THE central and state regulators have conducted joint inspections at 76 pharma companies across 20 states and Union territories in the past 15 days. They have cancelled licenses of 18 pharma companies for manufacturing spurious and adulterated drugs and for violating good manufacturing practice (GMP). Additionally, 26 firms have been given show-cause notices. This action is a part of a special drive against the manufacture of substandard drugs, and as part of this drive, regulators have identified 203 firms, with the majority of the companies being from Himachal Pradesh, Uttarakhand, and Madhya Pradesh. Recently, there have been concerns over the quality of drugs manufactured by India-based companies, with a Tamil Nadu-based company recalling its entire lot of eye drops allegedly linked to vision loss in the US in February. Incidentally, the states and the regions where inspections were carried out included also Jammu and Kashmir which is regarded as one of the hubs of spurious medicines in the country.
Several years ago, the then J&K health minister Bali Ram Bhagat told the then Assembly that he had found 83 drugs to be sub-standard and misbranded in the then state. He admitted that nexus between “doctors and the private pharmaceutical companies in the state, has led to medicos prescribing medicines of a particular company with whom they have tacit understanding”
Kashmir, as was pointed out once also by India’s leading cardiologist Naresh Trehan at a seminar in Srinagar a decade ago was the hunting ground of the spurious pharma companies in the country. How do these companies survive in the region? This is because their products are prescribed in Kashmir. And doctors – a section of them, at least – are culpable for it. At the same time, the successive governments can hardly absolve itself of its dubious role in the process. And if spurious drug companies find the Valley as an easy target, isn’t Drug Controller Department responsible for it? And once these companies are allowed a toehold in the region, it is but natural they will try to sell their products and in pursuit of this goal build dubious relationships with medical professionals.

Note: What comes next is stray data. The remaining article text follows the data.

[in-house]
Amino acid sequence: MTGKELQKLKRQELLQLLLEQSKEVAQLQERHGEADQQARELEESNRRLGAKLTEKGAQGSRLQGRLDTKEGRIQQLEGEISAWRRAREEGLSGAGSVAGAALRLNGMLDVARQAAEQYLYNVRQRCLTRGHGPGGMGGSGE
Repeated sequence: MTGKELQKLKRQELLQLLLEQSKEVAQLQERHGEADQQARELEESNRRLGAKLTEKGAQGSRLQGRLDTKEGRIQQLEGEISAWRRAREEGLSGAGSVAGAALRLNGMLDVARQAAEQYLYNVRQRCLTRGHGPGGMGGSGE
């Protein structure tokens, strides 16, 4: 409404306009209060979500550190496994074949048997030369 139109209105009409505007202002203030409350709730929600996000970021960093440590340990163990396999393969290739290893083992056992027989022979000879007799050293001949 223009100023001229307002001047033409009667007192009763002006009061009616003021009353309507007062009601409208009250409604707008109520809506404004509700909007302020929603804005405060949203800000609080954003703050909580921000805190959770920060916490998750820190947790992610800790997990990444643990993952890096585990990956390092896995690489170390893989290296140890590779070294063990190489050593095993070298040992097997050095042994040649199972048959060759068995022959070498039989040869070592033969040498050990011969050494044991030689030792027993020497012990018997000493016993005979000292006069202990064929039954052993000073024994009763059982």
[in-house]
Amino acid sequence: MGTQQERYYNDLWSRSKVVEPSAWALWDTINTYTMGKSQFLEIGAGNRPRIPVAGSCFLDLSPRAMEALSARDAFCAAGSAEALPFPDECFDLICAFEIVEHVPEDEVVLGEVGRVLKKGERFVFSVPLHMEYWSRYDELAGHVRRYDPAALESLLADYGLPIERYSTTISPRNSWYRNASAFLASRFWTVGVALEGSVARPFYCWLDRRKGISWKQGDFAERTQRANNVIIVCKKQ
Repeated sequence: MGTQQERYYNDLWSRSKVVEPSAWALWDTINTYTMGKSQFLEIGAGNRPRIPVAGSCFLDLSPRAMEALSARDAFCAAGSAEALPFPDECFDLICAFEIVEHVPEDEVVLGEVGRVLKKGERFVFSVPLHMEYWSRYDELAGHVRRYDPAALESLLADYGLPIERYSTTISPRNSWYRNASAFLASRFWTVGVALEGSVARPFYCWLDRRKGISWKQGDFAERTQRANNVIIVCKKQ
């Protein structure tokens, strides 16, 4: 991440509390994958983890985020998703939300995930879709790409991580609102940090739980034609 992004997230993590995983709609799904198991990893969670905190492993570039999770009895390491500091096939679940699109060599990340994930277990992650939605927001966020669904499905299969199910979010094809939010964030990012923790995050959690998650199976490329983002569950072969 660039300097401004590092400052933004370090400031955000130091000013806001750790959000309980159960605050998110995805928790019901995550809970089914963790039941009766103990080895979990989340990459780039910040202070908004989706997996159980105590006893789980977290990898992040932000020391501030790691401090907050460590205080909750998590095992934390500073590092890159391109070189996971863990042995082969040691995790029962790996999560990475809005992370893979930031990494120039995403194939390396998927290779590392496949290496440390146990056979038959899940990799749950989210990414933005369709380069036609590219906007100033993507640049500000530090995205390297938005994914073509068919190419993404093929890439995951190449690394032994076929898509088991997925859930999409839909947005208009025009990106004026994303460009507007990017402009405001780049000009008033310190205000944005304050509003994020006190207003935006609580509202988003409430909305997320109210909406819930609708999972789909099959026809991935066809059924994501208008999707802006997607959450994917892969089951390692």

It is incumbent upon the heads of health institutions in J&K to check the practice and conduct intermittent prescription audit. As for the doctors’ associations, they should formulate voluntary guidelines and sensitize their tribe. To begin with, what is needed is a wider public awareness about this menace so that the doctors involved in the practice feel a sense of accountability towards the society.
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